CSE100Lab09ManskiJoah - Lab Section Name Lab 9 Arrays...

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Lab Section: _____ Name: __________________________________ Lab 9 Arrays Pre-Lab: Please read the pre-lab and answer the accompanying questions before your lab session. In this lab session, you will learn: What an array is and when to use them How to declare an array How to initialize an array How to pass an array and how to pass an element of an array Arrays are a special kind of data type. Unlike the variables we've been using so far (e.g., double, char, int) that can only hold one value at a time, arrays can hold multiple values. For the most part, arrays look and act like their "single-valued" cousins, just with some syntactic differences. Before, we'd declare a variable of type int like this: int arbitraryValue; Now, if we wanted an array of int values (say, 10 of them), this is how we'd declare the array: int arbitraryValues[10]; Aside from the difference in the name of the array, the only syntactic difference is that " [10] " bit. The brackets tell C++ that we want an array (instead of just a normal variable), and the value inside (10, in this case) tells C++ that we want to be able to hold ten things inside the array. For now, don't worry about how C++ allocates and manages the array, you can just assume that there are magical array gnomes (cousins of the ever-popular lawn gnomes) that set up special boxes in memory for your values. Speaking of values, if you want to initialize your array to have certain values from the get-go, the syntax is a little different from what you're used to for normal variables. Recall that with normal variables, this is how you'd declare and initialize them: int arbitraryValue = 42; Well, arrays are similar, but you need to specify all the values at once in a comma-delimited list encased in curly braces. Since that sentence wasn't written in English, here's an example that explains it better: int arbitraryValues[10] = {12, 18, 27, 96, 104, 15, -3, 0, 2, 88}; That line puts all those values in sequence into the "boxes" of the array. Note that this is the only time that you can use syntax like that to set values for an array. After an array is declared, you have to assign values to it using the "standard" fashion. For instance, say you wanted to make the 7th value in arbitraryValues equal to 7 (because it's lucky). Whereas you'd do it like this for a normal variable: arbitraryValue = 7; CSE 100 Lab 9 1 / 7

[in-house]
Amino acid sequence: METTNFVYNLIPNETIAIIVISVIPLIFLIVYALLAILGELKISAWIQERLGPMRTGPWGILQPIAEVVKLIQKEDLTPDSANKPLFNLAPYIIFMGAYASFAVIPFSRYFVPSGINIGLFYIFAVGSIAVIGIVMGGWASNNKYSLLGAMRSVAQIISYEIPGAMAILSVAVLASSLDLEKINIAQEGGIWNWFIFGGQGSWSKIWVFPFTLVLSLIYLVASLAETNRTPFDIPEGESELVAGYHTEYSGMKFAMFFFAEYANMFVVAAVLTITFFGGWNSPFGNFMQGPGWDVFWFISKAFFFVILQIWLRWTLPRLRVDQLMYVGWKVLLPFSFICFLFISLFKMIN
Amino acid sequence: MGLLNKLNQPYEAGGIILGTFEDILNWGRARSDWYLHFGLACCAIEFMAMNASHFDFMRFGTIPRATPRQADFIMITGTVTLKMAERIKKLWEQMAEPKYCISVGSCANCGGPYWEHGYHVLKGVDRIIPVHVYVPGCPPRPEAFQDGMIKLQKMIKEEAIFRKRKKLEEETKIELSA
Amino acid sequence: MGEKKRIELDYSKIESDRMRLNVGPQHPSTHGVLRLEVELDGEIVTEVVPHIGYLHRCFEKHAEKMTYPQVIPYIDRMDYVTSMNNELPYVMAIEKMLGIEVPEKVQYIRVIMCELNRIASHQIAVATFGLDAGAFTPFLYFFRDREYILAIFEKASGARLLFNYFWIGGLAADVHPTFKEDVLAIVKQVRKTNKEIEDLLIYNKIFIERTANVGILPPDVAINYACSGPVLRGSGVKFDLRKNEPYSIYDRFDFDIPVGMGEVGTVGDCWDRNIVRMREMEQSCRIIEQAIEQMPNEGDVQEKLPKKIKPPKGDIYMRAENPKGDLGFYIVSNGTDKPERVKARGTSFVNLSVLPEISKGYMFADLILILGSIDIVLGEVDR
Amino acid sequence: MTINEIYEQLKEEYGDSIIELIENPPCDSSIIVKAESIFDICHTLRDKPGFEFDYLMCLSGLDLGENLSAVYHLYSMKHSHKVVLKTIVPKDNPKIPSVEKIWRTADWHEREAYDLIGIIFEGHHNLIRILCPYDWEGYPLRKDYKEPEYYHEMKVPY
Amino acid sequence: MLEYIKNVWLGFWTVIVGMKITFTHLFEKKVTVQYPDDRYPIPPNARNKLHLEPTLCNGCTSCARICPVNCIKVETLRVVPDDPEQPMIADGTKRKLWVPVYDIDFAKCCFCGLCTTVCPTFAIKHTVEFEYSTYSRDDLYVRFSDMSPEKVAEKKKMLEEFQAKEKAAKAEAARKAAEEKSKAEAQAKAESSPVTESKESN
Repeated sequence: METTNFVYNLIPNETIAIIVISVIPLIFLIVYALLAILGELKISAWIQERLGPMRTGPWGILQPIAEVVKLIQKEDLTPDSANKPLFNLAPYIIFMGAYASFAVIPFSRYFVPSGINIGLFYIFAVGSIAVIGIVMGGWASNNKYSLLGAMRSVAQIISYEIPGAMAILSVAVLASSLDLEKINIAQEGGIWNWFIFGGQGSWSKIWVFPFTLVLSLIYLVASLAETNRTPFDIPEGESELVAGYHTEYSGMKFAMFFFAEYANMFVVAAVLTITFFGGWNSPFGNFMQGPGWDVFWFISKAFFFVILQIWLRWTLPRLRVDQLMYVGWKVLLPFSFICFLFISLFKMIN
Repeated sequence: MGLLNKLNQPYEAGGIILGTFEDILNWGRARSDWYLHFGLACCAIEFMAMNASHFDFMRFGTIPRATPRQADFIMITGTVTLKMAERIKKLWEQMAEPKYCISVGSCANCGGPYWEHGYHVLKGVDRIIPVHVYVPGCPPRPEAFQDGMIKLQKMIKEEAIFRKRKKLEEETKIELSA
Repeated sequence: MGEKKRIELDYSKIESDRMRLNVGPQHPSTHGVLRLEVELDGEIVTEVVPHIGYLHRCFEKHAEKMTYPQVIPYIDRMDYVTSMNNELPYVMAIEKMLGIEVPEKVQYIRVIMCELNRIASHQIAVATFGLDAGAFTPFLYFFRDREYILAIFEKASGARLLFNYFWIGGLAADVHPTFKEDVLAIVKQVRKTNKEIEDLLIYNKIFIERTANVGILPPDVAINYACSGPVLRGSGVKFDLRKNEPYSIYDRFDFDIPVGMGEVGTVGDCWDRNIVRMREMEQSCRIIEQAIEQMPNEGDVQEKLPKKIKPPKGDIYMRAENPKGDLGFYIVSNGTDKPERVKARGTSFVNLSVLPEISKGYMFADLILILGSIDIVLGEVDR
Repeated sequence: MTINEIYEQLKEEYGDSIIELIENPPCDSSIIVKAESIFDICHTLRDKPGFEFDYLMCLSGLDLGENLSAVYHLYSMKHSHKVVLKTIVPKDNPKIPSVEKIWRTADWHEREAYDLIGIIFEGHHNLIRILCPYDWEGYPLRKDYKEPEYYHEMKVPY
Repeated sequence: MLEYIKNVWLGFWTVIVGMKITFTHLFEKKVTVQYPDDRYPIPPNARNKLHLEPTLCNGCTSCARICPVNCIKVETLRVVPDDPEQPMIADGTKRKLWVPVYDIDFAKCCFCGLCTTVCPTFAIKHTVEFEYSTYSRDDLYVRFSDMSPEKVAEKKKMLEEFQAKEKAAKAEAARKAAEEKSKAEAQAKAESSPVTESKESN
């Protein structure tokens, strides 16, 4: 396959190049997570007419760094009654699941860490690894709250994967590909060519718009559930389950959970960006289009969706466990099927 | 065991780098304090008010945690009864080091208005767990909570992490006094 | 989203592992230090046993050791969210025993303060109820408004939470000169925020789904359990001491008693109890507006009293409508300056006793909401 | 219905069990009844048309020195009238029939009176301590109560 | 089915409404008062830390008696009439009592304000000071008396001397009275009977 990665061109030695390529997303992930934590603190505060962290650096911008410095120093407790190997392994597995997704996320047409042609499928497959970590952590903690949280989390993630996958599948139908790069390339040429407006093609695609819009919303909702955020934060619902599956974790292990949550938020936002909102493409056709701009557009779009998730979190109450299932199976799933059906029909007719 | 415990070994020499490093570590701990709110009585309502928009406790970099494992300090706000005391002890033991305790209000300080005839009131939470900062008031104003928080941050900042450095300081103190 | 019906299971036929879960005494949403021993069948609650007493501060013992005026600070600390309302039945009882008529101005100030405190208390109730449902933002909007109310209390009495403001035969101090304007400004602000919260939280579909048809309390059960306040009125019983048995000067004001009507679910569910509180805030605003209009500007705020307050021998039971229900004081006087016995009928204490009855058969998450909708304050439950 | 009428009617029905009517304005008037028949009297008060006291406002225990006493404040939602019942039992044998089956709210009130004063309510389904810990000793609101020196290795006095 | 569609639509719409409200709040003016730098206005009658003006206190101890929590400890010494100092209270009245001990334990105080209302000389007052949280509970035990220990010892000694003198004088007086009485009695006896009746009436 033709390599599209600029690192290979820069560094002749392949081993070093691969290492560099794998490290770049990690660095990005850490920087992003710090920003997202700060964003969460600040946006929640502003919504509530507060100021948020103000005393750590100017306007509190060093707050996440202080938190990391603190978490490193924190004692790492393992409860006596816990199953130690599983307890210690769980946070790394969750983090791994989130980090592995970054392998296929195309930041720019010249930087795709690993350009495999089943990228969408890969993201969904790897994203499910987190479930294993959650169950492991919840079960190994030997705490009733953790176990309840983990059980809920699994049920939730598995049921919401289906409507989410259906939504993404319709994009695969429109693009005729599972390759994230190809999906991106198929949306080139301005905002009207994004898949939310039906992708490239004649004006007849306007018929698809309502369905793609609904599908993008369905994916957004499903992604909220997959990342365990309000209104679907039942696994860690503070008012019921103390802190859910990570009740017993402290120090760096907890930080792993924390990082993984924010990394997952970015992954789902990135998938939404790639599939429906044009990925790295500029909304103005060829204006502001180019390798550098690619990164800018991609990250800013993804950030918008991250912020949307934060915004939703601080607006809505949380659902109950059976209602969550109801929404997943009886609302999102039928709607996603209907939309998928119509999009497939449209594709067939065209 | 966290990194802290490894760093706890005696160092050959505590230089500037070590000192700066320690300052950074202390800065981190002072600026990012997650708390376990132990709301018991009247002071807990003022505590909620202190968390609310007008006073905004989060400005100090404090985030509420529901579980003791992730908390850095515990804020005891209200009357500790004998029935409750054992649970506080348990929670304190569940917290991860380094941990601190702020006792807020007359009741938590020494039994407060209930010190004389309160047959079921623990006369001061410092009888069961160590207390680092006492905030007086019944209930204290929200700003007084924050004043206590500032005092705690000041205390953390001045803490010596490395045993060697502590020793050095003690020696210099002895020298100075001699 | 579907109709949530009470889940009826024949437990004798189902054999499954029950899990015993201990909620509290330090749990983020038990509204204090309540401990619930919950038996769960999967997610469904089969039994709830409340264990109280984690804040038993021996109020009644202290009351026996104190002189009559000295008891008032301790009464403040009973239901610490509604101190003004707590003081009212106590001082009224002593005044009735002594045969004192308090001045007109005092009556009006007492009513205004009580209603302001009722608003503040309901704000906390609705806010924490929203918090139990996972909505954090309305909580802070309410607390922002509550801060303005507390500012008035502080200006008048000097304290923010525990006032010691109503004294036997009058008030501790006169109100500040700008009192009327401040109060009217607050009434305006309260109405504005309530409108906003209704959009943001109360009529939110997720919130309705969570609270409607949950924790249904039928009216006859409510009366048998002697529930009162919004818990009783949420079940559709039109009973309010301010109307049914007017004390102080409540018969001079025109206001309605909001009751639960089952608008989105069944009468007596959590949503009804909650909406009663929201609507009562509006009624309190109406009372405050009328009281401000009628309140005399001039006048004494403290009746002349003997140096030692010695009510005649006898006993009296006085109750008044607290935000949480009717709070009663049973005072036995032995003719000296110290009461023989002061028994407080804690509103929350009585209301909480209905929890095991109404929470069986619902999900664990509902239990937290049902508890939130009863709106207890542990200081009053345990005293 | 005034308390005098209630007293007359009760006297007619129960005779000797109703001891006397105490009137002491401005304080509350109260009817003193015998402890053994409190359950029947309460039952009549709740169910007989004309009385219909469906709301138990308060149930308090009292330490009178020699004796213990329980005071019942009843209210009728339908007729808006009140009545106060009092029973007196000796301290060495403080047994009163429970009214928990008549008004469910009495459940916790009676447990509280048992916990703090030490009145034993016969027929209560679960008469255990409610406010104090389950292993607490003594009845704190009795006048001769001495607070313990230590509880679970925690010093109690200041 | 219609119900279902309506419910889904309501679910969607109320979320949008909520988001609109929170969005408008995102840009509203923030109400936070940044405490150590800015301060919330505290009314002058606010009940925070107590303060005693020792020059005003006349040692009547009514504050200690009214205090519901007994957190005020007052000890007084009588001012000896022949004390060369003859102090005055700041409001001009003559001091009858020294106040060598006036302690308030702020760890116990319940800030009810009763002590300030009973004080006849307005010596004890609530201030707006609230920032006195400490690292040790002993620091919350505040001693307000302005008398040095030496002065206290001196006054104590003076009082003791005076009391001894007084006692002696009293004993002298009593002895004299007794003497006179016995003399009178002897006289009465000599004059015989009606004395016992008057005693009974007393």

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For an array you'd set it like this: arbitraryValues[6] = 7; Note that I used the number 6 in between the brackets to talk about the 7th number in the array. This is not a typo. In arrays, the first value in the array is referenced by the index 0, so whatever number is in between the brackets is actually talking about the entry one greater than that. The index of an array is a number describing the position of a particular element in the array. C++ arrays are zero-based, so the first index is always 0, and the last index is always one less than the number of elements in the array. For example, to access the last (the 10th) value in our array above (say, to output the value), this is how we'd
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CSE100Lab09ManskiJoah - Lab Section Name Lab 9 Arrays...

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